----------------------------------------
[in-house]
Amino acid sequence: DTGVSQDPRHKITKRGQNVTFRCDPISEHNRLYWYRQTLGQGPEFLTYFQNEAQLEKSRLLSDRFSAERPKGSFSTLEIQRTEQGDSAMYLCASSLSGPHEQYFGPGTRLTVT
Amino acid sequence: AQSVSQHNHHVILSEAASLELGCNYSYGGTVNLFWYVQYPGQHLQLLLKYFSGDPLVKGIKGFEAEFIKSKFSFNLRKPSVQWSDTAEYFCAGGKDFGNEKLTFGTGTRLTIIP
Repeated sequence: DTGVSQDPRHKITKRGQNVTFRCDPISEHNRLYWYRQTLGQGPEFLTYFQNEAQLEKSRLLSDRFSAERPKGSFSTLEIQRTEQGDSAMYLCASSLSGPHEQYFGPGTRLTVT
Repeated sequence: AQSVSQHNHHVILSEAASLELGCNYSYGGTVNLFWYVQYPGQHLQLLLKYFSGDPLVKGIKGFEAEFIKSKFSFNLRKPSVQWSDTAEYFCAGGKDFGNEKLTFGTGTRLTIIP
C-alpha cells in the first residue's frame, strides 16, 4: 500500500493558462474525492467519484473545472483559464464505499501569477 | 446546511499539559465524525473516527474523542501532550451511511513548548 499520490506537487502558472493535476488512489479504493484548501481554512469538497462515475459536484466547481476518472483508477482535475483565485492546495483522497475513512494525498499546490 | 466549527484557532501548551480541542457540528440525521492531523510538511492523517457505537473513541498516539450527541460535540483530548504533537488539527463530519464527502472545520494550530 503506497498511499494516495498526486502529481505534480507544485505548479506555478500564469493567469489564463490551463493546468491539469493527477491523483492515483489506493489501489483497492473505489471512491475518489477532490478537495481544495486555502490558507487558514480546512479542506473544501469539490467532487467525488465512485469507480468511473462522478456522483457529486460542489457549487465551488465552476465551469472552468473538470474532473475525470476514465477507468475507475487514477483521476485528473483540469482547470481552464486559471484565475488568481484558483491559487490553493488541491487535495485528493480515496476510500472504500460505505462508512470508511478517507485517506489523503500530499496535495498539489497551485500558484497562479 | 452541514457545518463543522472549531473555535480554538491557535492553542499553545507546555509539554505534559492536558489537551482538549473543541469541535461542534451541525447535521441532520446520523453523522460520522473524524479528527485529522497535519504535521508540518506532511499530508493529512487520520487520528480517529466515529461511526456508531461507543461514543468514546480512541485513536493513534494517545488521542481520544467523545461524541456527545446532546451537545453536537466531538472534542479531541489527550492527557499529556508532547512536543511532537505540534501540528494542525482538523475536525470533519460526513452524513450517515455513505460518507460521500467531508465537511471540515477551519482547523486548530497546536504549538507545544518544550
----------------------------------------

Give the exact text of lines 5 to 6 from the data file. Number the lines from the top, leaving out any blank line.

Repeated sequence: AQSVSQHNHHVILSEAASLELGCNYSYGGTVNLFWYVQYPGQHLQLLLKYFSGDPLVKGIKGFEAEFIKSKFSFNLRKPSVQWSDTAEYFCAGGKDFGNEKLTFGTGTRLTIIP
C-alpha cells in the first residue's frame, strides 16, 4: 500500500493558462474525492467519484473545472483559464464505499501569477 | 446546511499539559465524525473516527474523542501532550451511511513548548 499520490506537487502558472493535476488512489479504493484548501481554512469538497462515475459536484466547481476518472483508477482535475483565485492546495483522497475513512494525498499546490 | 466549527484557532501548551480541542457540528440525521492531523510538511492523517457505537473513541498516539450527541460535540483530548504533537488539527463530519464527502472545520494550530 503506497498511499494516495498526486502529481505534480507544485505548479506555478500564469493567469489564463490551463493546468491539469493527477491523483492515483489506493489501489483497492473505489471512491475518489477532490478537495481544495486555502490558507487558514480546512479542506473544501469539490467532487467525488465512485469507480468511473462522478456522483457529486460542489457549487465551488465552476465551469472552468473538470474532473475525470476514465477507468475507475487514477483521476485528473483540469482547470481552464486559471484565475488568481484558483491559487490553493488541491487535495485528493480515496476510500472504500460505505462508512470508511478517507485517506489523503500530499496535495498539489497551485500558484497562479 | 452541514457545518463543522472549531473555535480554538491557535492553542499553545507546555509539554505534559492536558489537551482538549473543541469541535461542534451541525447535521441532520446520523453523522460520522473524524479528527485529522497535519504535521508540518506532511499530508493529512487520520487520528480517529466515529461511526456508531461507543461514543468514546480512541485513536493513534494517545488521542481520544467523545461524541456527545446532546451537545453536537466531538472534542479531541489527550492527557499529556508532547512536543511532537505540534501540528494542525482538523475536525470533519460526513452524513450517515455513505460518507460521500467531508465537511471540515477551519482547523486548530497546536504549538507545544518544550